Cops are cute, aren’t they? They’re not going to play fair, and Wall Street Occupiers better get used to it:
[...] The NYPD seems to have crossed a line in recent days, as the park has taken on a darker tone with unsteady and unstable types suddenly seeming to emerge from the woodwork. Two different drunks I spoke with last week told me they’d been encouraged to “take it to Zuccotti” by officers who’d found them drinking in other parks, and members of the community affairs working group related several similar stories they’d heard while talking with intoxicated or aggressive new arrivals.
The NYPD’s press office declined to comment on the record about any such policy, but it seems like a logical tactic from a Bloomberg administration that has done its best to make things difficult for the occupation — a way of using its openness against it.
“He’s got a right to express himself, you’ve got a right to express yourself,” I heard three cops repeat in recent days, using nearly identical language, when asked to intervene with troublemakers inside the park, including a clearly disturbed man screaming and singing wildly at 3 a.m. for the second straight night.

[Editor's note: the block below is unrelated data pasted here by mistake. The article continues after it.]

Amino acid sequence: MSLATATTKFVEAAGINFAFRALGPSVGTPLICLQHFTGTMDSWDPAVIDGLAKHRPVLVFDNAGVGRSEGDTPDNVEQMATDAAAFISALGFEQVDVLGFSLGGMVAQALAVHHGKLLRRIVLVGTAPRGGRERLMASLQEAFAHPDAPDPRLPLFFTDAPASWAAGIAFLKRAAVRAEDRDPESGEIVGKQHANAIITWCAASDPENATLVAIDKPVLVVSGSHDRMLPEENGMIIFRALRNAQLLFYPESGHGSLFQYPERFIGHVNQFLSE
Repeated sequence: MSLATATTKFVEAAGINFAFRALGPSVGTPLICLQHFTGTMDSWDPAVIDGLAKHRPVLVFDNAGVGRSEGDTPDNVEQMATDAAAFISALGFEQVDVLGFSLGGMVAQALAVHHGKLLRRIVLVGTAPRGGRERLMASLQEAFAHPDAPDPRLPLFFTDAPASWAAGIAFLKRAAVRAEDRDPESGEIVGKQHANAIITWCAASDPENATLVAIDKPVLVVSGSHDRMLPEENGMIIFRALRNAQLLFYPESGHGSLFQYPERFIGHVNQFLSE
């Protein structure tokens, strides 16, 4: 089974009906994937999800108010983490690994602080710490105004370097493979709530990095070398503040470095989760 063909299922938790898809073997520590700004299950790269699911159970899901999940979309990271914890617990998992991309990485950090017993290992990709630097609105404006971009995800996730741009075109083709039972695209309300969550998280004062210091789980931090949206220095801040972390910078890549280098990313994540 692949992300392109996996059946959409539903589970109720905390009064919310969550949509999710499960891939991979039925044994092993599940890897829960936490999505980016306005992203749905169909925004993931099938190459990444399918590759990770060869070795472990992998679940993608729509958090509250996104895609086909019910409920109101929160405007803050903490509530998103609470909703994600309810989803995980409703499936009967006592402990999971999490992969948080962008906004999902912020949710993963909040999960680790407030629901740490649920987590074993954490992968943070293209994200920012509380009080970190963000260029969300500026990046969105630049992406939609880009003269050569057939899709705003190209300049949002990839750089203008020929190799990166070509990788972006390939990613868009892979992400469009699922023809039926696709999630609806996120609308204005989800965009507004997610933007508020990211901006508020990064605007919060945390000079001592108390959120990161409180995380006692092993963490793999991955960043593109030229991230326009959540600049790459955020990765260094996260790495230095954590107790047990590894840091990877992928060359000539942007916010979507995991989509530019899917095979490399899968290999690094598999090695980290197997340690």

“The first time I’ve heard cops mention our First Amendment rights,” cracked one occupier after hearing a lieutenant read off of that apparent script.
“A lot of you people smell,” a waggish cop shot back later after an occupier asked if he might be able to help find more appropriate accommodations for a particularly pungent and out-of-sorts homeless man.
“The police are saying ‘it’s a free for all at Zuccotti so you can go there,’” said Daniel Zetah, a member of several working groups including community affairs. “Which makes our job harder and harder because the ratio is worse and worse.”
Organizers, who have already cut kitchen hours and taken other steps to discourage freeloading, are hoping that the winter cold will help clear out hangers-on and give the active participants time to consolidate their gains to date and refine their structures (including a bid to shift some power from the general assembly comprised of the semi-random group of people who show up on the Broadway steps each evening to the working group members who have invested time and effort in the occupation) to ensure the park maintains a high ratio of political participants to pilgrims drawn to a free-food, cop-free Eden.
“We’re in a limited physical space,” said Zetah, “and we’re past carrying capacity. By including these people we’re creating a space where other people, and particularly women, don’t feel safe — and by default you’re excluding them.”